USC professor speaks to Explorers Club
According to Dr. Tobias Lanz, assistant professor of Governmental and International Studies at USC, India ranks as both the worst and best in the world when it comes to providing sanctuary for wildlife.
Dr. Lanz, leading off the new round of monthly lecture meetings of the Greater Piedmont Chapter of the Explorers Club, gave an across–country look at India’s tiger resources. In his second appearance before the Columbia–based club, he reported on his visits to India’s major tiger sanctuaries and gave the current status of tiger populations.
India is second only to China in human population. About one out of every six people in the world lives in India and most of them in the central part. And yet, India is home to 380 species of animals.
Said Dr. Lanz, “India is as rich in animal life as it is in cultural life. It is the only place in the world where one can indeed find a billion people living alongside lions and tigers and bears.” For such a large and concentrated population, it seems amazing the animal population has survived at all.
Lanz’s illustrated tour covered the great biodiversity of India, from the Himalayas across the Northern Plain and into the Deccan, the great plateau that forms much of India’s southern peninsula. Aside from the high alpine forests, there are rain forests, scrub forests, dense forests, and arid barren sands. There are great rivers and threads of rivers. There are monsoons, and there is snow.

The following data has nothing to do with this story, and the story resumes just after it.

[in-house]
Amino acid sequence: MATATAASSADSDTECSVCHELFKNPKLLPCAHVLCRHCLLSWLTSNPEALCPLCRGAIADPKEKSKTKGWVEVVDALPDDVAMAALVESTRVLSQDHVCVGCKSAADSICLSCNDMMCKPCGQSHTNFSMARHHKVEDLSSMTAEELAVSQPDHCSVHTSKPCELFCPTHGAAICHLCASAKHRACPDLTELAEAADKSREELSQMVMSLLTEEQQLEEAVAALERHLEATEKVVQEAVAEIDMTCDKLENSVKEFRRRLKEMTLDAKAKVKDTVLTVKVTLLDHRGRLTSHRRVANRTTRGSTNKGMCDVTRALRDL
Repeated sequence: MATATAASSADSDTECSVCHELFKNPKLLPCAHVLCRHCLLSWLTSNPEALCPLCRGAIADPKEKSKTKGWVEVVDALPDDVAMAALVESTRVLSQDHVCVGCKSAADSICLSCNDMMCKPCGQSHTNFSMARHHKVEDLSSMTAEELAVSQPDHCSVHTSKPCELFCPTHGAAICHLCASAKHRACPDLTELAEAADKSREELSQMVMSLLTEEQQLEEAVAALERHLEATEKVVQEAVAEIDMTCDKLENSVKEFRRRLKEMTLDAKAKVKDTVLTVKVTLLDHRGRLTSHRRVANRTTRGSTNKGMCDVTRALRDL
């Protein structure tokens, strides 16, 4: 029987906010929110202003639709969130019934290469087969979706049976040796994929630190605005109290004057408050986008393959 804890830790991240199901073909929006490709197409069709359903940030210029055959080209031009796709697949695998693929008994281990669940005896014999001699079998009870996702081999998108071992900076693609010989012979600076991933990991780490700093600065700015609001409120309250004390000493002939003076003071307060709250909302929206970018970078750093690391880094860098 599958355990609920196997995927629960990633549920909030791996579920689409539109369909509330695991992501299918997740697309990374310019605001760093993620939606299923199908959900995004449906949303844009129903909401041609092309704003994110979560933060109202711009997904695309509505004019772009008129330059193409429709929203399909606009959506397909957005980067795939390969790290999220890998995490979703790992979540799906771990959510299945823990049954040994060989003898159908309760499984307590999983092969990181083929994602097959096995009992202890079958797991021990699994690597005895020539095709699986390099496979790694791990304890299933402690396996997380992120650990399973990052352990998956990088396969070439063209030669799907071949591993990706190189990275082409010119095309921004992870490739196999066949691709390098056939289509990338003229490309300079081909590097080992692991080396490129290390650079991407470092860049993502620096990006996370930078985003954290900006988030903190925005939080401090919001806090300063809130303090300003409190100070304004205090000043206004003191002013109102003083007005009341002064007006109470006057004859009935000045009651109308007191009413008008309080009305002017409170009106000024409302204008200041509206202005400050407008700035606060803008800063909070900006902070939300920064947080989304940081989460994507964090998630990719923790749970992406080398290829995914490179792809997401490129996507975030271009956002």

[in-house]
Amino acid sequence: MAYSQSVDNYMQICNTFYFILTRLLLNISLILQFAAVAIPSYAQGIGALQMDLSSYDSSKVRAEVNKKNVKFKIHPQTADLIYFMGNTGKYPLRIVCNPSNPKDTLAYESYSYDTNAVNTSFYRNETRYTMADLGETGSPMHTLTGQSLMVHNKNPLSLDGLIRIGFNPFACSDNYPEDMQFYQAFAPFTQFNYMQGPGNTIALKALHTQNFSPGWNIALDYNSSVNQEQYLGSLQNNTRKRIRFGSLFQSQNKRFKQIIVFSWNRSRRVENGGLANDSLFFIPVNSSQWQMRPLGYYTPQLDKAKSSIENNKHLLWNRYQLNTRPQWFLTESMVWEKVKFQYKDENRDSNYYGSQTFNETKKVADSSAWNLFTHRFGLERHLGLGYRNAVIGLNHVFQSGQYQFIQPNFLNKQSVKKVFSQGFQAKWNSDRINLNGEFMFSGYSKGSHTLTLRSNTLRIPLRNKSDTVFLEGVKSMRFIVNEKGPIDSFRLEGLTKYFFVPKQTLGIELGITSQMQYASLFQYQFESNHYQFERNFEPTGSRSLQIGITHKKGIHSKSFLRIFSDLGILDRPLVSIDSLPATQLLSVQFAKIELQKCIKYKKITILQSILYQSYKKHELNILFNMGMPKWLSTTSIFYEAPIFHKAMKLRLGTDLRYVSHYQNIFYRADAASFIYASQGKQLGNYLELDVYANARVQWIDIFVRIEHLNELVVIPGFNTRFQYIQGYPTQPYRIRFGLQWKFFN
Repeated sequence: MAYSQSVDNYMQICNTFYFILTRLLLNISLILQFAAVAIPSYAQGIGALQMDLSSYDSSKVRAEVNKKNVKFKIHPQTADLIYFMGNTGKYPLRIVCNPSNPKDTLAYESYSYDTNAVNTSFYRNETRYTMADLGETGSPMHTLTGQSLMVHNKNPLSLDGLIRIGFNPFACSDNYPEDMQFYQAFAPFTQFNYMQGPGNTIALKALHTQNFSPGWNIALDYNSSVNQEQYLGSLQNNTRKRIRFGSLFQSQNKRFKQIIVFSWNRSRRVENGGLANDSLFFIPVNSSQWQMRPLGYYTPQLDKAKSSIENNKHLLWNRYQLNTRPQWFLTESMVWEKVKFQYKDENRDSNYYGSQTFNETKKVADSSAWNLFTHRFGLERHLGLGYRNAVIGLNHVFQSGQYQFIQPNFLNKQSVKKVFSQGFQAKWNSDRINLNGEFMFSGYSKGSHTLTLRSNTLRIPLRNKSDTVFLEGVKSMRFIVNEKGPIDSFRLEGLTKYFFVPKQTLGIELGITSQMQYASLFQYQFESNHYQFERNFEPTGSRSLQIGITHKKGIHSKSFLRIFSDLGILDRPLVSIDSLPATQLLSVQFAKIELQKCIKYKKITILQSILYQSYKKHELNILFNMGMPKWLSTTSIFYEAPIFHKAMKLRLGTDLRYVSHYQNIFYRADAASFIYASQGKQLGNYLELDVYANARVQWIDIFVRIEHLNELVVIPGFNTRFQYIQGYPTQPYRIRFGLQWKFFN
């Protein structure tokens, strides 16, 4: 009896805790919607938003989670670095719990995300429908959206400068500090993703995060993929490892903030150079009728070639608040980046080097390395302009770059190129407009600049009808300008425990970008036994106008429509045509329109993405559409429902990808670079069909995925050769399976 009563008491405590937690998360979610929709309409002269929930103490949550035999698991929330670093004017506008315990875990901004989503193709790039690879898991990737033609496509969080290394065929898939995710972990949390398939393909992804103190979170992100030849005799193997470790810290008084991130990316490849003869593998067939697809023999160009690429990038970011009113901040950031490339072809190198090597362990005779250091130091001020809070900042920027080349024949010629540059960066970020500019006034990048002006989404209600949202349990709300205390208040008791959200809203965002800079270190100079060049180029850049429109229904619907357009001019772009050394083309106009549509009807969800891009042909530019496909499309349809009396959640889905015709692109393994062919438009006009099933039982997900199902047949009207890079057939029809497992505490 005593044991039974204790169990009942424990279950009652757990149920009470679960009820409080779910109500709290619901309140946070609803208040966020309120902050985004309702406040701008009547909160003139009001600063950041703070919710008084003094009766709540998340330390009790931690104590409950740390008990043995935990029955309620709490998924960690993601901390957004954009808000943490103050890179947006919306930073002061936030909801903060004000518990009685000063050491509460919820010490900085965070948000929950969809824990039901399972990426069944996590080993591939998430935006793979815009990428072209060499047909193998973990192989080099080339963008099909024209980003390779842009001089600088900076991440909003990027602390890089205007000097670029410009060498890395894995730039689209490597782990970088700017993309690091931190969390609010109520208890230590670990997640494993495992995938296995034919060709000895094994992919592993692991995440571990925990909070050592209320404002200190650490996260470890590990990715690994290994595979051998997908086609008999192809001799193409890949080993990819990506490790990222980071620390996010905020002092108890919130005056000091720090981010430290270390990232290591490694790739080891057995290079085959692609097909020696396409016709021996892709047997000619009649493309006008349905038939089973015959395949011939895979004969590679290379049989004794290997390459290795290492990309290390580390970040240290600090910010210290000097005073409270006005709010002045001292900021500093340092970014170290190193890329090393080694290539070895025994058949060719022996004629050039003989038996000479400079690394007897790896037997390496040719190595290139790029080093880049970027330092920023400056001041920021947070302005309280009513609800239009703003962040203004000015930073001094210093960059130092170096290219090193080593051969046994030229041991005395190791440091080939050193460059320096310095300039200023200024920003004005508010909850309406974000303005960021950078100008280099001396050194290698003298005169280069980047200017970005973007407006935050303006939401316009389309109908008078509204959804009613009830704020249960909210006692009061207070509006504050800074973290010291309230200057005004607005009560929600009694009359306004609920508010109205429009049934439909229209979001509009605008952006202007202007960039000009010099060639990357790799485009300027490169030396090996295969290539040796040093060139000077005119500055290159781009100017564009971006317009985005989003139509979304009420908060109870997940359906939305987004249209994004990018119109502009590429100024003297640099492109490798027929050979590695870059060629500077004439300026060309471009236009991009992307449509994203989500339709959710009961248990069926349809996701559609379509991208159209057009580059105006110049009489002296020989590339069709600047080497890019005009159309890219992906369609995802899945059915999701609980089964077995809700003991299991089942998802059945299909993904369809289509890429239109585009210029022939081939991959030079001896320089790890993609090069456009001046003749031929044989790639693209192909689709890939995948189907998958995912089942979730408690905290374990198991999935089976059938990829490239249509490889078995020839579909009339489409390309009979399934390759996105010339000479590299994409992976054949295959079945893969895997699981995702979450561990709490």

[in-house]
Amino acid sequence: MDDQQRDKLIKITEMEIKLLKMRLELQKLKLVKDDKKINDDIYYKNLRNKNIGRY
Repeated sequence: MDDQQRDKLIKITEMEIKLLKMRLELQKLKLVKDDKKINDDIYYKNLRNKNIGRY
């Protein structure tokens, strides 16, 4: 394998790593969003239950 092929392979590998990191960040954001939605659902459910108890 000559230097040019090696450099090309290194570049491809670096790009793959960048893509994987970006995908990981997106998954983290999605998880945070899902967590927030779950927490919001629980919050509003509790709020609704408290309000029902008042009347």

India’s human population is also diverse, politically and culturally. There is a caste system of sorts. Lanz explained, “The people of India are living in several different centuries at once. The vastly varying levels of people place vastly different values on the importance of ecology.”
The country’s national park system, now over 500 parks, began in the 1930s. Lanz said, “Although the park system has provided sanctuary for much of the world’s threatened tiger population, there are problems.”
Some of the parks, it seems, are no more than paper parks, existing more on paper than in reality. Local villagers often raid the habitat for firewood. Other countries offer tempting fees for animal products. There are poachers, and there is corruption within the system.
“However,” Dr. Lanz reminded Explorers, “When you consider one billion people living in an area half the size of the US, and when you think of 380 species of animals, India’s conservation record is not that bad!”
Tobias Lanz is the author of several academic books and papers, and plans a future book on his travels throughout India. He said, “There has been very little written about conservation in India, and I want to aim the book at the general reader.”
Lanz’s courses at USC on the political and economic problems of Africa have been extremely popular with students, and his trek across India was extremely well received by the large gathering of Explorer Club members and guests.